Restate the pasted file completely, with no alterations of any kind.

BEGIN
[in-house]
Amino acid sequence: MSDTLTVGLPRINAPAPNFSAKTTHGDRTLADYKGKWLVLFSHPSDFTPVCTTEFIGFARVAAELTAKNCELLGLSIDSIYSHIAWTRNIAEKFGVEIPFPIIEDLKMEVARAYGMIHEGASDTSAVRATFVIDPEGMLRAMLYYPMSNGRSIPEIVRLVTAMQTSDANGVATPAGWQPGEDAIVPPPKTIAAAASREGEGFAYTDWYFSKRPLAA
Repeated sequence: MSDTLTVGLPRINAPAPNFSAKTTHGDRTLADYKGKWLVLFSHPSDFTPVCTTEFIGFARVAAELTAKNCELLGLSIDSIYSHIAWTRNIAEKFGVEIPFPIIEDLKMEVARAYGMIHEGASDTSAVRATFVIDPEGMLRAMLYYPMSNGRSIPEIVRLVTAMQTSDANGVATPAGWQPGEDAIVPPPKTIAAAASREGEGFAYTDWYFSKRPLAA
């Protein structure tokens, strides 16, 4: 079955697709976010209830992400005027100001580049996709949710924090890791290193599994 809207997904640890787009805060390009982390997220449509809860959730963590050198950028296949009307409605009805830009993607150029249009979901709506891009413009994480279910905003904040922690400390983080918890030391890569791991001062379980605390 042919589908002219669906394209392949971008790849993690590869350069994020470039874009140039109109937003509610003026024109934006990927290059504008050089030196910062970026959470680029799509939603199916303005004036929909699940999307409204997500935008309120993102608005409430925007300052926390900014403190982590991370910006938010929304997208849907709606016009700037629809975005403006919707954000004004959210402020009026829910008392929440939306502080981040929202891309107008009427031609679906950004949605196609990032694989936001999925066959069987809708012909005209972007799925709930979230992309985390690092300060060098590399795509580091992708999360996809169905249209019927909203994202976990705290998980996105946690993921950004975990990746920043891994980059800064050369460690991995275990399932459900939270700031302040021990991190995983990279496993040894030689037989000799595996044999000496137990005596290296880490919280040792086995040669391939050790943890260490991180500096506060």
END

[in-house]
Amino acid sequence: MSDTLTVGLPRINAPAPNFSAKTTHGDRTLADYKGKWLVLFSHPSDFTPVCTTEFIGFARVAAELTAKNCELLGLSIDSIYSHIAWTRNIAEKFGVEIPFPIIEDLKMEVARAYGMIHEGASDTSAVRATFVIDPEGMLRAMLYYPMSNGRSIPEIVRLVTAMQTSDANGVATPAGWQPGEDAIVPPPKTIAAAASREGEGFAYTDWYFSKRPLAA
Repeated sequence: MSDTLTVGLPRINAPAPNFSAKTTHGDRTLADYKGKWLVLFSHPSDFTPVCTTEFIGFARVAAELTAKNCELLGLSIDSIYSHIAWTRNIAEKFGVEIPFPIIEDLKMEVARAYGMIHEGASDTSAVRATFVIDPEGMLRAMLYYPMSNGRSIPEIVRLVTAMQTSDANGVATPAGWQPGEDAIVPPPKTIAAAASREGEGFAYTDWYFSKRPLAA
């Protein structure tokens, strides 16, 4: 079955697709976010209830992400005027100001580049996709949710924090890791290193599994 809207997904640890787009805060390009982390997220449509809860959730963590050198950028296949009307409605009805830009993607150029249009979901709506891009413009994480279910905003904040922690400390983080918890030391890569791991001062379980605390 042919589908002219669906394209392949971008790849993690590869350069994020470039874009140039109109937003509610003026024109934006990927290059504008050089030196910062970026959470680029799509939603199916303005004036929909699940999307409204997500935008309120993102608005409430925007300052926390900014403190982590991370910006938010929304997208849907709606016009700037629809975005403006919707954000004004959210402020009026829910008392929440939306502080981040929202891309107008009427031609679906950004949605196609990032694989936001999925066959069987809708012909005209972007799925709930979230992309985390690092300060060098590399795509580091992708999360996809169905249209019927909203994202976990705290998980996105946690993921950004975990990746920043891994980059800064050369460690991995275990399932459900939270700031302040021990991190995983990279496993040894030689037989000799595996044999000496137990005596290296880490919280040792086995040669391939050790943890260490991180500096506060």